Consider that currency fluctuation in your own country is already partially hedged by the fact that you buy goods in your home currency. ie: If the Euro drops in value relative to the USD, that will greatly impact your ability to buy American goods, but will have less of an impact on your ability to buy European goods.
So by putting your money in an offshore currency, in my opinion you have added risk to your finances, not reduced it. If a weakening of your home currency relative to the USD correlates very highly with local inflation in your country, then this currency risk may partially offset your inherent inflation risk (thus, hedging it, as you said). However, this is not something you can simply assume to be true.
For a real-world example:
On Dec 31, 2012, 1 USD was worth about 1 CAD. On Dec 31, 2015, 1 USD was worth about 1.40 CAD. That's a 40% weakening of the CAD relative to the USD, over a time span of 3 years.
Over the same time period, according to http://www.statcan.gc.ca/tables-tableaux/sum-som/l01/cst01/econ46a-eng.htm, Canada's Consumer Price Index (measuring the cost in Canadian dollars to buy a similar basket of goods to what could have been bought in 2002) moved from about 122 to about 127. That's about a 5% weakening of the CAD, in real local purchasing power.
If someone in 2012 had sold some CAD to purchase USD, by 2015 they would have gained 40% in CAD value (ignoring investment returns, which could have been earned whether the money was in CAD or USD). That increase in CAD value per USD is not greatly correlated with the decrease in local CAD purchasing power, of 4%. If this were a well-correlated relationship, we could expect inflation in Canada over that period to hit about 40% (offsetting the increase in value of USD over that period.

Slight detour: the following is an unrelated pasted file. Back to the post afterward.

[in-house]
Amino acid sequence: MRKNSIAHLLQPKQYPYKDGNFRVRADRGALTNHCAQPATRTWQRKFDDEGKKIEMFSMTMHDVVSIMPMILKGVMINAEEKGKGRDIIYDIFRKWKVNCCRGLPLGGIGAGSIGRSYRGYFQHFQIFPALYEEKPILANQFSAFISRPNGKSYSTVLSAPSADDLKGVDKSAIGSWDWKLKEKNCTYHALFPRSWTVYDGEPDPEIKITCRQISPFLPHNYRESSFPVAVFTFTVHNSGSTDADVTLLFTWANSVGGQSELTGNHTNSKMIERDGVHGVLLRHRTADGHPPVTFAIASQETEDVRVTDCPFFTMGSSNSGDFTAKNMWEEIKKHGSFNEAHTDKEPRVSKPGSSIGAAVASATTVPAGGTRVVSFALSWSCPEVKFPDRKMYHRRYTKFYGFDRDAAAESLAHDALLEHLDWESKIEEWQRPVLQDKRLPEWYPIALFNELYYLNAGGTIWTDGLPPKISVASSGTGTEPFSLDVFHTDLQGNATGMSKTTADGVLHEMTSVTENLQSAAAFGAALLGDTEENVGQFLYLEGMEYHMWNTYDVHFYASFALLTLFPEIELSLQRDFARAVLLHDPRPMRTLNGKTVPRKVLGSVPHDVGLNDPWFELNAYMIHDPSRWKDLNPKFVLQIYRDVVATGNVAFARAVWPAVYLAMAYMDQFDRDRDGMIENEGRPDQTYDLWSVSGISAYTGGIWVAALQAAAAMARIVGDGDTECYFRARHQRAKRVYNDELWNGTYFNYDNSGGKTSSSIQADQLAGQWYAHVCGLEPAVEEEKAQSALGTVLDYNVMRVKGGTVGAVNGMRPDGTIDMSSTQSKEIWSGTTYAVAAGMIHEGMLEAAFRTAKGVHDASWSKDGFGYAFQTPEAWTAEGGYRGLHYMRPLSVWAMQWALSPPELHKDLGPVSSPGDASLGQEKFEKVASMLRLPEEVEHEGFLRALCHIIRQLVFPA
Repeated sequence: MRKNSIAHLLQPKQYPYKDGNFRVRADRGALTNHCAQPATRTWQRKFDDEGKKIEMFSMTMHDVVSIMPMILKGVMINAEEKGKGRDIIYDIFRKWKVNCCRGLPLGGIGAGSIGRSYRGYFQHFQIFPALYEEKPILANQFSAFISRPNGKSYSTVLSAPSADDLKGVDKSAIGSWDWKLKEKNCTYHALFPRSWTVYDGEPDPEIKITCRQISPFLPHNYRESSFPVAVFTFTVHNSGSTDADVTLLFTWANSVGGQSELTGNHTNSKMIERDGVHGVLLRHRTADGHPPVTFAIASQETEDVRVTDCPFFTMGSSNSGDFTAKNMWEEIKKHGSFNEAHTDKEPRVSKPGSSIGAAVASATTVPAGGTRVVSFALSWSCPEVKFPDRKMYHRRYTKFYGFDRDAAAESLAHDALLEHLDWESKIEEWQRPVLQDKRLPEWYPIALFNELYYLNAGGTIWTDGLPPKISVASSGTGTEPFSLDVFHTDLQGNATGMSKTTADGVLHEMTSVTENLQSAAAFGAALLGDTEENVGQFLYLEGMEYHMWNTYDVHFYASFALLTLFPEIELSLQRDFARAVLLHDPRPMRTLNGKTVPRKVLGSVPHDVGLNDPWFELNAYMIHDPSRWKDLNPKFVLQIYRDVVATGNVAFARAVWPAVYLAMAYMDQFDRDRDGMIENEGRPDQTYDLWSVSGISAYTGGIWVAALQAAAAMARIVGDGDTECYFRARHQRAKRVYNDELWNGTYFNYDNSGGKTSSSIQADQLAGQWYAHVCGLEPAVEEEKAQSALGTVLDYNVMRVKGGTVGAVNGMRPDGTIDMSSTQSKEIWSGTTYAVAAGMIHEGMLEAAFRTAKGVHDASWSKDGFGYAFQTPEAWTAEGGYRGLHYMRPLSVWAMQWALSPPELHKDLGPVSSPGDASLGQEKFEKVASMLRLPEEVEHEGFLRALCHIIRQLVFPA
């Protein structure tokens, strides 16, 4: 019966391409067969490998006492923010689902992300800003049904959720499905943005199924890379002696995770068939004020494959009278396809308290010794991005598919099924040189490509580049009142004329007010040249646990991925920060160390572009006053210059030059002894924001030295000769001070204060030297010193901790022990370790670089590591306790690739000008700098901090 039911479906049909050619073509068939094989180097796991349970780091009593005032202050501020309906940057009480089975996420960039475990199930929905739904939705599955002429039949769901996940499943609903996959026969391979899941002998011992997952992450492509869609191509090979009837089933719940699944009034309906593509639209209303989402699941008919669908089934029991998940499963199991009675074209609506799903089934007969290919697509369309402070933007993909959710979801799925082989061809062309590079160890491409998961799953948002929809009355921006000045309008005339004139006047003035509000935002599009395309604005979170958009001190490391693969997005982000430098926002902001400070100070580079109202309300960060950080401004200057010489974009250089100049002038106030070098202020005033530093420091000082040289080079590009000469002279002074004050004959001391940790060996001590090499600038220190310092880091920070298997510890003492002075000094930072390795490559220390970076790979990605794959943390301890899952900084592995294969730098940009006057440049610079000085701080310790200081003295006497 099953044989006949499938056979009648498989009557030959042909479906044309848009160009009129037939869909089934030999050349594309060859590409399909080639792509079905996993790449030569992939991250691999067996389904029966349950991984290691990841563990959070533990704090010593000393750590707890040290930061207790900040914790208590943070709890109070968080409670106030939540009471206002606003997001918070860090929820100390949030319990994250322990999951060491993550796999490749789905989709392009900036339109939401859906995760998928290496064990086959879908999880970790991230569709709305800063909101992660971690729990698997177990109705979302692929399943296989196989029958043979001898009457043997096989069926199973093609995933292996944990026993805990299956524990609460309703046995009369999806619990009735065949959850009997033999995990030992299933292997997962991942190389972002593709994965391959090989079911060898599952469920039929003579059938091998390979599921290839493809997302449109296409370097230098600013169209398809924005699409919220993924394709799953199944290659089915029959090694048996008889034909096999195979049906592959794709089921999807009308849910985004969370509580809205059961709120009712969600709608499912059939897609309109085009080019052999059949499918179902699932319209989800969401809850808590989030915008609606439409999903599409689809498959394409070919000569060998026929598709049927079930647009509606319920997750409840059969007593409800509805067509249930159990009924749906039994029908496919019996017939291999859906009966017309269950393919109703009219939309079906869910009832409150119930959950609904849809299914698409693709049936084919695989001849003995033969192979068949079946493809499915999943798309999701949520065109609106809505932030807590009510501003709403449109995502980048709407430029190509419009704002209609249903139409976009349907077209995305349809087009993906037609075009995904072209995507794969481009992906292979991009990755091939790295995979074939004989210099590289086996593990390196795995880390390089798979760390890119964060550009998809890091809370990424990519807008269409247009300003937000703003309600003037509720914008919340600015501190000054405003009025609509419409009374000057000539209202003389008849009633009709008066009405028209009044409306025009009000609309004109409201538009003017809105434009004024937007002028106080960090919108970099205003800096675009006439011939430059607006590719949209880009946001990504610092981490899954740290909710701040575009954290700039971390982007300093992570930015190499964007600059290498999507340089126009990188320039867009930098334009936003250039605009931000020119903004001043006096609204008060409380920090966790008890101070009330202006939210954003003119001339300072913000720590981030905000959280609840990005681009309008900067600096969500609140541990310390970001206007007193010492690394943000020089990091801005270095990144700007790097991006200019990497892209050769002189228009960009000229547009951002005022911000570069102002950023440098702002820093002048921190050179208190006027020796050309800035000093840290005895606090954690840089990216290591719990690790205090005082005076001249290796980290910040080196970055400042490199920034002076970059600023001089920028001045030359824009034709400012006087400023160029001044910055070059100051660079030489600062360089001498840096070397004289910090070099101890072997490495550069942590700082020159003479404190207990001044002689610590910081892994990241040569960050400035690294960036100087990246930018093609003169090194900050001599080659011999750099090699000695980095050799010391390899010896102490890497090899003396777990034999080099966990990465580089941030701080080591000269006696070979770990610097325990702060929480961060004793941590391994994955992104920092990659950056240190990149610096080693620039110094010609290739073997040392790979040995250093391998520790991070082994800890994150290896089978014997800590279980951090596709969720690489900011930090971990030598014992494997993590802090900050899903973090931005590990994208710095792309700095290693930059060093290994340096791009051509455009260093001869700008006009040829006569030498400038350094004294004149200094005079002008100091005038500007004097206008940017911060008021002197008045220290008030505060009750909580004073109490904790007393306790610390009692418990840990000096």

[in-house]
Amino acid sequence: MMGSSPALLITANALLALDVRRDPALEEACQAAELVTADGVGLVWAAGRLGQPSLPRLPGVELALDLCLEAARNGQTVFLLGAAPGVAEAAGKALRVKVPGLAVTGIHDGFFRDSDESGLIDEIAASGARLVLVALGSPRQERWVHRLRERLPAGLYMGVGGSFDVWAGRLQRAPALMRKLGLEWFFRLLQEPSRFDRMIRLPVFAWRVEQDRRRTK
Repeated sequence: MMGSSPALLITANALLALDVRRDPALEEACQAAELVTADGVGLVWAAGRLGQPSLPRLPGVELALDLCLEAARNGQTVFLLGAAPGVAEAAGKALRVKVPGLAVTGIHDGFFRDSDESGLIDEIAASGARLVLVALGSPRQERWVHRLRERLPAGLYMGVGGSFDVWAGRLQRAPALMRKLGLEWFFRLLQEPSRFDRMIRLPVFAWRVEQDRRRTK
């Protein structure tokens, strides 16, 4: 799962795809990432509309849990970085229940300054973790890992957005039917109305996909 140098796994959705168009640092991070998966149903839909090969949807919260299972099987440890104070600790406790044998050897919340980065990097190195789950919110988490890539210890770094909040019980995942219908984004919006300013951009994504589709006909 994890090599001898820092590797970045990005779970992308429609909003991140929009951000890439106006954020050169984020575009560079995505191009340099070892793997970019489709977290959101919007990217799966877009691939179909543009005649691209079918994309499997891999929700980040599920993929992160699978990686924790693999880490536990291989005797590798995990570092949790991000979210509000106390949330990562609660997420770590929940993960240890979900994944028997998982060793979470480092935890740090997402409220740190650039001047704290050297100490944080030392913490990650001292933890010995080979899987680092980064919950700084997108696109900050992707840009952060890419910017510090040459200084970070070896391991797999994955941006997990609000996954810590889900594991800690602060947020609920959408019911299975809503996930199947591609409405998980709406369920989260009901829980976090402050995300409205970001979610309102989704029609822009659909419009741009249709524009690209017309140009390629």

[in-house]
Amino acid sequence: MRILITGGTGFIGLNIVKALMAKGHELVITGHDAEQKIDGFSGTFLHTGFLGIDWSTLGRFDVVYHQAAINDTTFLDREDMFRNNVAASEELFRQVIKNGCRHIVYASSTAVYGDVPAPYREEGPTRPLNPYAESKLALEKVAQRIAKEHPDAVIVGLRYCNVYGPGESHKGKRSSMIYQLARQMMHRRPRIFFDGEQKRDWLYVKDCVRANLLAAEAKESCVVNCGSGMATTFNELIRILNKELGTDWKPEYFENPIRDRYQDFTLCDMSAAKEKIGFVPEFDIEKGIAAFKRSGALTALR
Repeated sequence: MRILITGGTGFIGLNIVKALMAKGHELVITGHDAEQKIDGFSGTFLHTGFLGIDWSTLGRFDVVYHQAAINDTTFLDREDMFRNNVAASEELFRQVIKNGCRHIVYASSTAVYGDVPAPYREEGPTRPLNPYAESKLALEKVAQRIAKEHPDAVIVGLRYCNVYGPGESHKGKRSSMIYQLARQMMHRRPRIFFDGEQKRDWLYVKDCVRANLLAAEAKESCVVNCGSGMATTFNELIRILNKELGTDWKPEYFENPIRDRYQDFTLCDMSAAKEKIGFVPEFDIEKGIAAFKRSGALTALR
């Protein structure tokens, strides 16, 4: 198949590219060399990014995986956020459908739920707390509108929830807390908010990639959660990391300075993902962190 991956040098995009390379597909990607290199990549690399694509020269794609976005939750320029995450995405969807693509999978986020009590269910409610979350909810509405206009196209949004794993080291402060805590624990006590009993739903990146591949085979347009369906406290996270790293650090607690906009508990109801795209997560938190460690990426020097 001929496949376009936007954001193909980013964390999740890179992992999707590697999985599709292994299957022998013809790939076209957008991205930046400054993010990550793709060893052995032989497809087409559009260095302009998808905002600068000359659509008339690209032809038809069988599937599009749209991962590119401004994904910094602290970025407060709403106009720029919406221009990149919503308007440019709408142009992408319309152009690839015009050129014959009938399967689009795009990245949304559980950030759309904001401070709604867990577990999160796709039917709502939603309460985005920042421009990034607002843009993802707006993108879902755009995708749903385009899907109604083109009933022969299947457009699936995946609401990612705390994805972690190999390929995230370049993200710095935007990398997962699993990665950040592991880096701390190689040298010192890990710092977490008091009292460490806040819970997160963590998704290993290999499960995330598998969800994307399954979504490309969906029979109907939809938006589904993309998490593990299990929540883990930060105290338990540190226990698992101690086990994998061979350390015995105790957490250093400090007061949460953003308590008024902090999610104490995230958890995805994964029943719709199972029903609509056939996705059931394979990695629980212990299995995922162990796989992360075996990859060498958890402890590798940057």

How this applies to you
As @Keshlam notes in your comment, what you have done here is an investment (and potentially a very risky one) - it is not something you can just assume is a hedge. If it was a proper hedge, the strengthening of your home currency (and thus, weakening of your USD investments) would have been offset somewhat by deflation in your home currency. That is, maybe you bought $1 USD for every 10 units of your home currency ("HC"), and now if you sold $1 USD, you would only get 8 HC: if this were a hedge, 8 HC would today buy you about as much as 10 HC when you made originally bought the USD. I very much doubt this is the case, and it highlights that your investment is adding risk to your portfolio, not necessarily reducing it.
What you should do
This is something only you can decide. However if your goal is to create a low-risk portfolio, this appears to be a poor way to do it.
It is tempting to think ("I bought high, so I can't sell low - I need to at least wait until it reaches my original cost") but this is not very logical thinking. What the price was, doesn't tell you where the price will be. This applies to any investment - you think you're in a trough, so you should wait for a peak, but your trough could continue to bottom out, without every climbing back. Don't let regret over past performance blind you to what you plan on doing for the future.